Avoidance Of Dangerous Electrostatic Discharges In Production Plants

In all industrial areas where flammable liquids or fine-grained, combustible bulk materials are filled, mixed or loaded, explosive atmospheres may form. In fact, such discharges are ubiquitous. However, what usually happens harmlessly in everyday life can have devastating consequences in an industrial environment - for example, when conveyor belts cause permanent friction. An earthing technique to minimise risk is therefore elementary.

The ignition hazard resulting from uncontrolled discharges in real applications depends on their form and the energy emitted. A distinction is usually made between:

  • Tuft discharges occur when charged objects made of insulating material approach conductive objects. Due to the comparatively low energy density, this form of discharge can be reduced to a non-ignitable level by deliberately reducing the insulating surfaces.
  • Corona discharges, which can form at field strengths of 3 MV/m and above on sharp edges or corners of conductive materials, also pose a relatively low ignition hazard.
  • Spark discharge is the abrupt discharge between two charged objects. This is considered the most common source of electrostatic ignition and is avoided by earthing all conductive objects.
  • The most energetic type of discharge is the sliding brush discharge, which typically occurs on thin insulating material surfaces such as foils or coatings. If the high amounts of energy generated by friction are released during a sudden discharge, they are capable of igniting all explosive atmospheres based on flammable liquids, gases or dusts.
  • The fifth, industrially relevant type of discharge, the bulk material cone discharge, occurs when silos are filled with highly charged, insulating bulk material. The strength of the discharges, which occur between the upper part of the bulk cone and conductive silo walls, depends to a large extent on the grain size, conductivity and filling speed of the bulk material. (Stephan Schultz, R. Stahl, in technical journal "PROCESS", 7/2021)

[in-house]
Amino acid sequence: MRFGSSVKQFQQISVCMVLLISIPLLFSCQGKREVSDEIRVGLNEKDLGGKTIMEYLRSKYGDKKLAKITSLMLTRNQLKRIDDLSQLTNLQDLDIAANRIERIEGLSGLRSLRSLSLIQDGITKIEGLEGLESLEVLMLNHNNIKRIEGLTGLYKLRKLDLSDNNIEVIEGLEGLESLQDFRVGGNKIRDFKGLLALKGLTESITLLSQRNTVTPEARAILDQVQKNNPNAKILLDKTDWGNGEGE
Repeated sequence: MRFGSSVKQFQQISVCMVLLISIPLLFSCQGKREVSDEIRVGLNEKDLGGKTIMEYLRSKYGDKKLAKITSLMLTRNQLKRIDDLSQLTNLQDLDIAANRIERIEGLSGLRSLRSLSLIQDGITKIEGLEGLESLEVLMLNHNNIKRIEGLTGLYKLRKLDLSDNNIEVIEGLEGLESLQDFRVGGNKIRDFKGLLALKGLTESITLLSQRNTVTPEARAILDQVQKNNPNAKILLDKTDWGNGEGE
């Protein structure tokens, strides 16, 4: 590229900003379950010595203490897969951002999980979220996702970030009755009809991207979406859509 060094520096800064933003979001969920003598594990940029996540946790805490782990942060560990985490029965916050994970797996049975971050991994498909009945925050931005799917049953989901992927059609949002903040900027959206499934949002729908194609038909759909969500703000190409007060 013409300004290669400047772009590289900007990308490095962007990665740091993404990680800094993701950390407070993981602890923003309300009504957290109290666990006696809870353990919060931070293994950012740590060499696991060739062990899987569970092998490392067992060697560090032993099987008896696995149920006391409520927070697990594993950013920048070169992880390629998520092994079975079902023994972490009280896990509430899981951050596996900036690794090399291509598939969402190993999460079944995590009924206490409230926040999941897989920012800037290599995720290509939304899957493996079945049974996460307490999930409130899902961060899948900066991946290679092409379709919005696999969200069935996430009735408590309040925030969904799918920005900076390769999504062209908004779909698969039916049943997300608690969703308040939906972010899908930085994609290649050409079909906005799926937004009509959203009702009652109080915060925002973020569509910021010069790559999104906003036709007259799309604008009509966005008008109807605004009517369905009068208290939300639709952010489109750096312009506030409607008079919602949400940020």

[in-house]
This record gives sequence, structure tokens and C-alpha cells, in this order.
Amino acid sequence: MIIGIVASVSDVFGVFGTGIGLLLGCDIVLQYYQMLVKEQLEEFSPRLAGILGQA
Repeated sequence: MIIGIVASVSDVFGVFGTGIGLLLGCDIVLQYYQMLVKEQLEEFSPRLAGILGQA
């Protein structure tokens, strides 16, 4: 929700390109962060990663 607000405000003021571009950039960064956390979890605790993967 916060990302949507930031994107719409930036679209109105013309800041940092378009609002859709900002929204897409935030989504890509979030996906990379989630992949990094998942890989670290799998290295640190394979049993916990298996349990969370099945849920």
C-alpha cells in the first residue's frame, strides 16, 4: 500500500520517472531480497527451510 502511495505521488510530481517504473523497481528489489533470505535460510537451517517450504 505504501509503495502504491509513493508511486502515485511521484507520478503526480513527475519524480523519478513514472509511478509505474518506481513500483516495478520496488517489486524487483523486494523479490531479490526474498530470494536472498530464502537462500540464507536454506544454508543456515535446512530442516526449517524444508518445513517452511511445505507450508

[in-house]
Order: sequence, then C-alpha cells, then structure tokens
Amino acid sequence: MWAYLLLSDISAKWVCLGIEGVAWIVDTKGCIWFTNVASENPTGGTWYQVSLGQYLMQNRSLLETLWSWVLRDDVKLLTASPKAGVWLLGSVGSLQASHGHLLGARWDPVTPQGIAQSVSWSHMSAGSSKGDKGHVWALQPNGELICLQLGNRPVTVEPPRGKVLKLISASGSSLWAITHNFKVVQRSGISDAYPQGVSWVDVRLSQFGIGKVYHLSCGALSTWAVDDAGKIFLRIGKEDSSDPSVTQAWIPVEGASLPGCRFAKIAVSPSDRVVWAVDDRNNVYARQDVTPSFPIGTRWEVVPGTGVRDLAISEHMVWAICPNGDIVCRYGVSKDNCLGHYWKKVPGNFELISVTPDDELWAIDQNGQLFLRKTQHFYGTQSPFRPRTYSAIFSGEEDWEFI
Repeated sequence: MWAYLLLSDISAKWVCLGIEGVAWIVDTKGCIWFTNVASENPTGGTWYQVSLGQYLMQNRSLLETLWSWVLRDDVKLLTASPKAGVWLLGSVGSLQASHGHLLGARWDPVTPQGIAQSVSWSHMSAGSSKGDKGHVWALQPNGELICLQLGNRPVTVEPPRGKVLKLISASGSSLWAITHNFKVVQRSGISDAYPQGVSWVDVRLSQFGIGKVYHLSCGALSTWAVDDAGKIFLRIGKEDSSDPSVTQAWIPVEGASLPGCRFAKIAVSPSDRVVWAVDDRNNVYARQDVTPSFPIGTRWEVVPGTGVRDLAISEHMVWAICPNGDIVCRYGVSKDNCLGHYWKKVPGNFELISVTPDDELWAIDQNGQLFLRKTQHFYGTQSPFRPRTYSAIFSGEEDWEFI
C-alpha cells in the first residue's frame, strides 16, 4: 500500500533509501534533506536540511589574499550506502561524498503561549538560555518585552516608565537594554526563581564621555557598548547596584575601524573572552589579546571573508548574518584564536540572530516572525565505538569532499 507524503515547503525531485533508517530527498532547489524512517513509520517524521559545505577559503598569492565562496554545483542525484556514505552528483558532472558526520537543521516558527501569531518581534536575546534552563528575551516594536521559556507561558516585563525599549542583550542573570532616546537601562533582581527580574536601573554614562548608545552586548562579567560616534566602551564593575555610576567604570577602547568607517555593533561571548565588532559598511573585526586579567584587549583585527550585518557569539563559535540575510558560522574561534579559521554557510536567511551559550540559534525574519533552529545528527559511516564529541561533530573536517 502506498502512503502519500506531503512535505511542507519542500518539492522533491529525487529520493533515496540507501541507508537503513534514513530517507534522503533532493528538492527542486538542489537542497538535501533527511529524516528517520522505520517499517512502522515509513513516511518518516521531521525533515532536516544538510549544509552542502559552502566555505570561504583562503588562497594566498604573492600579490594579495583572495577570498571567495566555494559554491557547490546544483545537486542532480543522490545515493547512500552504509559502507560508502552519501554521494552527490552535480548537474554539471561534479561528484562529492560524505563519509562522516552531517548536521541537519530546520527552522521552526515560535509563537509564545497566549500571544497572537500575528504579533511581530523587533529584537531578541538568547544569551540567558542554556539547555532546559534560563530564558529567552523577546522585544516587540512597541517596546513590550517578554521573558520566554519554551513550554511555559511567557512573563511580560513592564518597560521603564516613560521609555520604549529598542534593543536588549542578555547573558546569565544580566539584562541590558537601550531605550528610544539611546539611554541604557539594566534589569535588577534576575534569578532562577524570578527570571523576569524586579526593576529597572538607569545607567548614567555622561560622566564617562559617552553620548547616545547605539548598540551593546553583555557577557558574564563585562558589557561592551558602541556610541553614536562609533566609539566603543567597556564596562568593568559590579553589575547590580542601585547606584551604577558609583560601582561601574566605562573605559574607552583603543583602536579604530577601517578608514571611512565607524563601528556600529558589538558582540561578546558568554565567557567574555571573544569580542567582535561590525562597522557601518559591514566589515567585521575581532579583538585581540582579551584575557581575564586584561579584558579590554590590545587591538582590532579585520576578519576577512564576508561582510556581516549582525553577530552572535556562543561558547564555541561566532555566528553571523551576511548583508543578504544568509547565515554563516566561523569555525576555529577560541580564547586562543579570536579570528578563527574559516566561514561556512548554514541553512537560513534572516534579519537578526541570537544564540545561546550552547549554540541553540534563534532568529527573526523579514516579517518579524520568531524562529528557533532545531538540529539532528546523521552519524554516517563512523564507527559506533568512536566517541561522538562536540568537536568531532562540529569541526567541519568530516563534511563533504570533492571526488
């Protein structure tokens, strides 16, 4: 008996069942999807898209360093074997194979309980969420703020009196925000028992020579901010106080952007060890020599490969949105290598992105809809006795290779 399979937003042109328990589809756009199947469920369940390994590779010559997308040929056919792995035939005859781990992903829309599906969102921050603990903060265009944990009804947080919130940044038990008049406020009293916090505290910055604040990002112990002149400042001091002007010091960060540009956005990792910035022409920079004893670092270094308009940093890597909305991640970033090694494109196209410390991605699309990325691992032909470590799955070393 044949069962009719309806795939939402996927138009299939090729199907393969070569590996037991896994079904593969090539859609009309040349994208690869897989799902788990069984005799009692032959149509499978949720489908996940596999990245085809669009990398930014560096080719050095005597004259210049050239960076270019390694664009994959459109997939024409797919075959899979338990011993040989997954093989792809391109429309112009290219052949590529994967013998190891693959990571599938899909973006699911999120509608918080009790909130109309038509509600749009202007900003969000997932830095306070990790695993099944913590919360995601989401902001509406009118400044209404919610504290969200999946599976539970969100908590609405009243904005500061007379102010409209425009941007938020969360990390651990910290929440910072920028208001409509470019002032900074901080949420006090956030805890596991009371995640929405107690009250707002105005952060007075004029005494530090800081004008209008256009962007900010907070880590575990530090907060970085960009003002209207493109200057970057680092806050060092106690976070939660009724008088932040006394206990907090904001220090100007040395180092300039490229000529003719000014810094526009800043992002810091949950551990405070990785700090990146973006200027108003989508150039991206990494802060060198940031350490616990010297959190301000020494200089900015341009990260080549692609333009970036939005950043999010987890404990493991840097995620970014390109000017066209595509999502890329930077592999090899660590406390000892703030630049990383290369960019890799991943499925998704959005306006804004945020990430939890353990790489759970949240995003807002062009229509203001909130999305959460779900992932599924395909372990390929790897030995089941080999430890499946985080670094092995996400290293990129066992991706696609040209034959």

The standard "EN IEC 600792" and the "Technical Rule for Hazardous Substances 727" contain a number of different recommendations and regulations for the avoidance and safe discharge of dangerous electrostatic potentials. The regulations stipulate that all conductive equipment and objects must be earthed or have an equipotential bonding connection in order to limit charging to a safe level. Electrostatic earthing is considered to be ensured when the resistance of objects and materials to earth is less than one mega-ohm.

Observe Wear And Maintenance!

In principle, the prescribed electrostatic earthing can be realised with the help of simple cables and suitable pliers. However, especially in areas where mobile containers such as tank trucks, tank wagons or FIBCs ("Flexible Intermediate Bulk Containers") are filled or emptied with flammable substances, passive earthing is risky. Due to frequent connection and disconnection of the clamps, abrasive ground contact or accidental rolling over of the cables with vehicles, the components are subject to high mechanical stresses. Even minor damage to the cables or contact elements can render a safety device ineffective.

In addition, corrosion, dirt or coatings lead to impairments of the conductivity between clamps and the object to be earthed. With passive, i.e. not actively monitored earthings, there is also the danger that interruptions of the conductive connection remain undetected.

Even though the monitoring of permanently installed earthing connections has not been a priority safety measure so far, this topic is becoming increasingly important due to the trend towards plant modularisation. It is therefore becoming a necessity for plants that use a large number of earthed applications such as filling and mixing stations or operate machines connected via pipe systems.

Photo:  Jens Rother

 

Digital Transformation Of Companies: Greenfield Restart Or Transformation?

It is becoming increasingly clear to many companies that they can no longer avoid a reorganisation, specifically a digitalisation. What is still going well now will almost certainly be obsolete in a good ten years time and will simply no longer (be able to) happen in the same way in an ‘Internet of Things’ (IoT). What is initially evident today in communication, like the increasing importance of websites and social media (also for b2b), will also apply to production in the foreseeable near future.